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Subject svn commit: r650339 - /httpd/httpd/trunk/docs/manual/mod/mod_dbd.xml
Date Tue, 22 Apr 2008 01:07:45 GMT
Author: niq
Date: Mon Apr 21 18:07:42 2008
New Revision: 650339

Document DBD taint checking and its necessity.


Modified: httpd/httpd/trunk/docs/manual/mod/mod_dbd.xml
--- httpd/httpd/trunk/docs/manual/mod/mod_dbd.xml (original)
+++ httpd/httpd/trunk/docs/manual/mod/mod_dbd.xml Mon Apr 21 18:07:42 2008
@@ -114,6 +114,38 @@
     or to provide their own directives and use <code>ap_dbd_prepare</code>.</p>
+<section id="security">
+<title>SECURITY WARNING</title>
+    <p>Any web/database application needs to secure itself against SQL
+    injection attacks.  In most cases, Apache DBD is safe, because
+    applications use prepared statements, and untrusted inputs are
+    only ever used as data.  Of course, if you use it via third-party
+    modules, you should ascertain what precautions they may require.</p>
+    <p>However, the <var>FreeTDS</var> driver is inherently
+    <strong>unsafe</strong>.  The underlying library doesn't support
+    prepared statements, so the driver emulates them, and the
+    untrusted input is merged into the SQL statement.</p>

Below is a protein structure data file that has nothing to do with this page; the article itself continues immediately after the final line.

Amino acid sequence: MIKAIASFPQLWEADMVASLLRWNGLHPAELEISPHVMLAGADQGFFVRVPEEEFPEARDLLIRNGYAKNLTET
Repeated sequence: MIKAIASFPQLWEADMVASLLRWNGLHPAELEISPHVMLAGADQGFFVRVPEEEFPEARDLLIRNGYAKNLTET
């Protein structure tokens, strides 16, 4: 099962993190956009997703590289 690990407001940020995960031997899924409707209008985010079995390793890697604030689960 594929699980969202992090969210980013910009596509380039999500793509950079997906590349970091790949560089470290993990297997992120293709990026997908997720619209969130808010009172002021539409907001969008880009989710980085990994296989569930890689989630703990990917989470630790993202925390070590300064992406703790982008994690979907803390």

+    <p>It can be made safe by <em>untainting</em> all inputs:
+    a process inspired by Perl's taint checking.  Each input
+    is matched against a regexp, and only the match is used.
+    To use this, the untainting regexps must be included in the
+    prepared statements configured.  The regexp follows immediately
+    after the % in the prepared statement, and is enclosed in
+    curly brackets {}.  For example, if your application expects
+    alphanumeric input, you can use:</p>
+    <example>
+       <code>"SELECT foo FROM bar WHERE input = %s"</code>
+    </example>
+    <p>with other drivers, and suffer nothing worse than a failed query.
+    But with FreeTDS you'd need:</p>
+    <example>
+       <code>"SELECT foo FROM bar WHERE input = %{([A-Za-z0-9]+)}s"</code>
+    </example>
+    <p>Now anything that doesn't match the regexp's $1 match is
+    discarded, so the statement is safe.</p>
+    <p>An alternative to this may be the third-party ODBC driver,
+    which offers the security of genuine prepared statements.</p>
 <description>Specify an SQL driver</description>

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